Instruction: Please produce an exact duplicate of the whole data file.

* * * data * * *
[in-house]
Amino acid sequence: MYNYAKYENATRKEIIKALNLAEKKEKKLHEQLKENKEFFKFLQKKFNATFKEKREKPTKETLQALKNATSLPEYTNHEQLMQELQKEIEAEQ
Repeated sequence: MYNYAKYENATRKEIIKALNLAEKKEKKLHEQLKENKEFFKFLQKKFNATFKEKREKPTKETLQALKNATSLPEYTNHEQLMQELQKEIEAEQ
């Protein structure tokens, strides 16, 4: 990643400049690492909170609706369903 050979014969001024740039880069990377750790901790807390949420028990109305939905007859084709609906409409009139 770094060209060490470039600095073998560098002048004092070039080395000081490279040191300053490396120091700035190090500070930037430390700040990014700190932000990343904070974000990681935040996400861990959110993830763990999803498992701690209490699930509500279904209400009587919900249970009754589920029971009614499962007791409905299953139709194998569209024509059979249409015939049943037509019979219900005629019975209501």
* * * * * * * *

[in-house]
Amino acid sequence: MYNYAKYENATRKEIIKALNLAEKKEKKLHEQLKENKEFFKFLQKKFNATFKEKREKPTKETLQALKNATSLPEYTNHEQLMQELQKEIEAEQ
Repeated sequence: MYNYAKYENATRKEIIKALNLAEKKEKKLHEQLKENKEFFKFLQKKFNATFKEKREKPTKETLQALKNATSLPEYTNHEQLMQELQKEIEAEQ
């Protein structure tokens, strides 16, 4: 990643400049690492909170609706369903 050979014969001024740039880069990377750790901790807390949420028990109305939905007859084709609906409409009139 770094060209060490470039600095073998560098002048004092070039080395000081490279040191300053490396120091700035190090500070930037430390700040990014700190932000990343904070974000990681935040996400861990959110993830763990999803498992701690209490699930509500279904209400009587919900249970009754589920029971009614499962007791409905299953139709194998569209024509059979249409015939049943037509019979219900005629019975209501």